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Title:On the Belarusian energy dilemma: Economic, environmental and geopolitical considerations of the nuclear power option
Author(s):Keller, James W.
Advisor(s):Leff, Carol S.
Department / Program:Russian,E European,Eurasn Ctr
Discipline:Russian, E Eur, Eurasian St
Degree Granting Institution:University of Illinois at Urbana-Champaign
nuclear power
energy dilemma
Abstract:The Belarusian government recently announced plans to construct the country’s first nuclear reactor near the village of Astraviec in the picturesque forest and lake region of northwestern Belarus. The ambitious announcement comes at a time of ever-increasing energy prices, regional Russian petro-imperialism and a souring of relations between Minsk and Moscow. Unsurprisingly, the proposed Belarusian Nuclear Power Plant (BNPP) project has generated stiff domestic resistance from a citizenry that continues to bear immense public health burdens emanating from the Chernobyl disaster, and which is wary of a potential repeat. The project has also generated doubts as to its purported capacity to reduce the country’s heavy dependence on imported energy resources, particularly natural gas from Russia, as well as to compete with the rates of other gas and oil-fired domestic power plants, calling into question the viability of its raison d’être. Moreover, with the first reactor not expected to come online until at least 2016 and the second to follow in 2018, a decade or more is needed before an accurate assessment of this response to Belarus’s energy challenges can be made. Nevertheless the project is economically unfeasible in light of Belarus’s current economic travails, its provisions for environmental protection are vague, and it is unlikely to result in the heightened independence from external energy providers which its proponents have postulated as legitimizing impetuses behind its construction. Bearing the sub-optimal, contradictory and illogical nature of the decision of opting for nuclear power in mind, alternative explanations for pursuing such a flawed energy policy must exist, since policy approaches appearing unfounded to outsiders are often grounded in subtle and sound governmental strategy. In the case of contemporary Belarus, I argue that one of these explanations is Lukashenka’s insistence on his newfound role as the defender of Belarusian sovereignty – sovereignty which he was ready and willing to surrender in the name of political expediency when Russian-Belarusian political integration via the Union State was a more distinct possibility. Moreover, it must be noted that in authoritarian regimes the flow of information can often be distorted and the truth confounded so as to please the president or other individual ultimately responsible for making key decisions, a factor which likely has influenced Lukashenka’s resolute stance on adopting and producing nuclear power domestically. At present such a stance is premature and should be abandoned. Belarus stands little to gain – both in the short and long terms – by integrating nuclear power into its energy portfolio. Adopting measures to reduce its energy intensity, capitalizing on its endowment of natural resources and expanding its energy networks with external actors will yield greater results for the country both now and in the distant future to come.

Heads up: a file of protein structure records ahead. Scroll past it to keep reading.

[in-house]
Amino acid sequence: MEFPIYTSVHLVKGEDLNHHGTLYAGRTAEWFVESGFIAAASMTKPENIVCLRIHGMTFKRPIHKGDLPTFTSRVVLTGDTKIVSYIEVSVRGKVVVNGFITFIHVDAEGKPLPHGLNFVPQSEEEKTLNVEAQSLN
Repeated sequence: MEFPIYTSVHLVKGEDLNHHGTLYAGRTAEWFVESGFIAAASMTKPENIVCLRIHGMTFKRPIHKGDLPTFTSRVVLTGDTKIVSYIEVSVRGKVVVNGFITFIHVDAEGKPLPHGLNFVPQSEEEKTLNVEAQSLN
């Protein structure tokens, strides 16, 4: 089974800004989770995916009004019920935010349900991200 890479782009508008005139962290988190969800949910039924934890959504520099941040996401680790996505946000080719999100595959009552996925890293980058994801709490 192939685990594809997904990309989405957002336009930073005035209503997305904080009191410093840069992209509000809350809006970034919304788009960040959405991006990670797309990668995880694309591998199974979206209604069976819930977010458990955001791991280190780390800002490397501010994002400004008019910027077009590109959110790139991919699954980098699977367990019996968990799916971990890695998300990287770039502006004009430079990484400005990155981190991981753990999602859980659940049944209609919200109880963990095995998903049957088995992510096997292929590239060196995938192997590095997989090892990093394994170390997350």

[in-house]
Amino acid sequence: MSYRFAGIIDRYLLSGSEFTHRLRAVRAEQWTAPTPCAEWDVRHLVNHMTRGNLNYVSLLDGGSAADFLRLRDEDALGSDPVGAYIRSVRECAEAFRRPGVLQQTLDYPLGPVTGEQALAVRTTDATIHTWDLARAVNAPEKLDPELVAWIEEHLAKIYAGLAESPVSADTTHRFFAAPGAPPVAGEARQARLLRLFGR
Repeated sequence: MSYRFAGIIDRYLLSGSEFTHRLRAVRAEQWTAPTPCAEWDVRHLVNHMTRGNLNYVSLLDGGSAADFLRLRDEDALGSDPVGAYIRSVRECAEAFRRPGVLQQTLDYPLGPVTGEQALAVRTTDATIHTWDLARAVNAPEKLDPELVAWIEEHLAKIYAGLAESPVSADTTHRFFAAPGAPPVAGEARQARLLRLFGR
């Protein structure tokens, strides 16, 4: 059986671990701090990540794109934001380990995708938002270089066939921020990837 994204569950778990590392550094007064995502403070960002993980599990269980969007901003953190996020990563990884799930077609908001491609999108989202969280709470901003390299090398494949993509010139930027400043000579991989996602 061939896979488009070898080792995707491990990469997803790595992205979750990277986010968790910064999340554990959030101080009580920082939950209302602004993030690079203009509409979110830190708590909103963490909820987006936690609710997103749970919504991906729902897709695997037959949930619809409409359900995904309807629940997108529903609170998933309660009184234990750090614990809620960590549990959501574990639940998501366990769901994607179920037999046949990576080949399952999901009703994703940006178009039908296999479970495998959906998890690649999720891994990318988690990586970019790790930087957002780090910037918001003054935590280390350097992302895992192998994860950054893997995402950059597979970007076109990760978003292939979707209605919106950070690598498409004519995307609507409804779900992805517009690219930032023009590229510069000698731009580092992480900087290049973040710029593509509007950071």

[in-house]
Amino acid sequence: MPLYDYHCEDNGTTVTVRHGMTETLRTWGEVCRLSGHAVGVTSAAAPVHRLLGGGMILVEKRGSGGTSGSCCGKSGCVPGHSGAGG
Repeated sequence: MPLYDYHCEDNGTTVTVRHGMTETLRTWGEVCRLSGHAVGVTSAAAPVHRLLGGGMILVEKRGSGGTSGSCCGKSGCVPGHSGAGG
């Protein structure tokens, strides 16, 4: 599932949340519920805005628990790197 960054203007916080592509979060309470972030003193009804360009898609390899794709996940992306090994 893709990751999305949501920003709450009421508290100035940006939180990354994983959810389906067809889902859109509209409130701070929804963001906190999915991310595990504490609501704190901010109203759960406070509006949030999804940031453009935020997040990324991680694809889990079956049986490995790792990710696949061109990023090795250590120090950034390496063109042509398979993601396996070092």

Issue Date:2010-08-20
Rights Information:Copyright 2010 James W. Keller
Date Available in IDEALS:2010-08-20
Date Deposited:2010-08

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